How did I get here? I’m sick, my head is pounding. I’m back in my townhouse and what happened last night — the shouting, anger, hateful text messages — is gradually coming back to me.

I need to stop being so angry, so irresponsible. When did I shed my sunny outlook? When did I get to be so destructive?

There are wonderful people here at school. I need to let the past three semesters go. Starting now.

Deep breath. All right, now time to find out what damage control needs to be done today.

Life is flawless. I’m waking up at my girlfriend’s house on a Saturday morning, strolling happily back to my townhouse, enjoying life as a second semester junior.

The best part about Saturday? I’ll walk into my house, talk with the roommates about how our Friday nights went as we make our plans for the night to come.

There are no issues, no problems. Life is marvelous… How did this all happen? This school, this place, these people — it’s given me everything I could ever hope for.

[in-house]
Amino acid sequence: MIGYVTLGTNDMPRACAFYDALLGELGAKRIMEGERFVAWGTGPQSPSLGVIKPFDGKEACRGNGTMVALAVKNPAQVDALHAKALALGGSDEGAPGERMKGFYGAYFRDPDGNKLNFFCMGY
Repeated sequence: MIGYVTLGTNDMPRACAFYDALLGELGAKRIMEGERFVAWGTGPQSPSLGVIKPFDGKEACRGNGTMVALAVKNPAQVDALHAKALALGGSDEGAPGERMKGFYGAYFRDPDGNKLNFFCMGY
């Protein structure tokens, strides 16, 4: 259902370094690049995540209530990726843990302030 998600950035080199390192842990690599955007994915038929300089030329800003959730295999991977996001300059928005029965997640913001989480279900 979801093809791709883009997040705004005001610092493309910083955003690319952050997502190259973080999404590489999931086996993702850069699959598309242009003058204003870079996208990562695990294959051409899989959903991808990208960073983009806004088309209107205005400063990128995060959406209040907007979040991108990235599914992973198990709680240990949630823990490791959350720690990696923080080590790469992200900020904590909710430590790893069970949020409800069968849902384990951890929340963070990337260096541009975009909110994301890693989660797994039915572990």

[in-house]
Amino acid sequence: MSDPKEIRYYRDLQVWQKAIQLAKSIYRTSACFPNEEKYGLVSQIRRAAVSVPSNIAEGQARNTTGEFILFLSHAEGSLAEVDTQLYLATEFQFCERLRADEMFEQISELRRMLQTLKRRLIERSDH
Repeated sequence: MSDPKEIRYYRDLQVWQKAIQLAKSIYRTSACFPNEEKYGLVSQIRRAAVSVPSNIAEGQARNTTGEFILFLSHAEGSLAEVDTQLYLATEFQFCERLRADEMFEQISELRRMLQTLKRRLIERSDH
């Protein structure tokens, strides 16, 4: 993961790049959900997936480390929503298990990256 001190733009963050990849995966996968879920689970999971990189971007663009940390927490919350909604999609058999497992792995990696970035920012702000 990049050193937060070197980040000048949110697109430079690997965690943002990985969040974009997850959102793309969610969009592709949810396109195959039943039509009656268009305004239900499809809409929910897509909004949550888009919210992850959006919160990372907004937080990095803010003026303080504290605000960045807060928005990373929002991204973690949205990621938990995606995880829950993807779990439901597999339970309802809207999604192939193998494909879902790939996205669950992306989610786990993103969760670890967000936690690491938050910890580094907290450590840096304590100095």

I’m relaxing, watching Parks and Rec in bed, enjoying life as senior. I can’t pinpoint why, but I feel more emotional than usual; perhaps it’s because I’m watching the episode where Ann and Chris move. As the couple drives away for good, I begin to cry. Then, a feeling strikes me: I’m gonna quit grad school. I’m gonna graduate college this year.

It had been so long since I opted for the plan I was on — a four plus one graduate program in Integrated Marketing Communications — but the more I learned about the program, the more confused I became as to why I picked it in the first place. I couldn’t lie to myself any longer. I’m not a marketer. I don’t like this stuff. I can’t do this.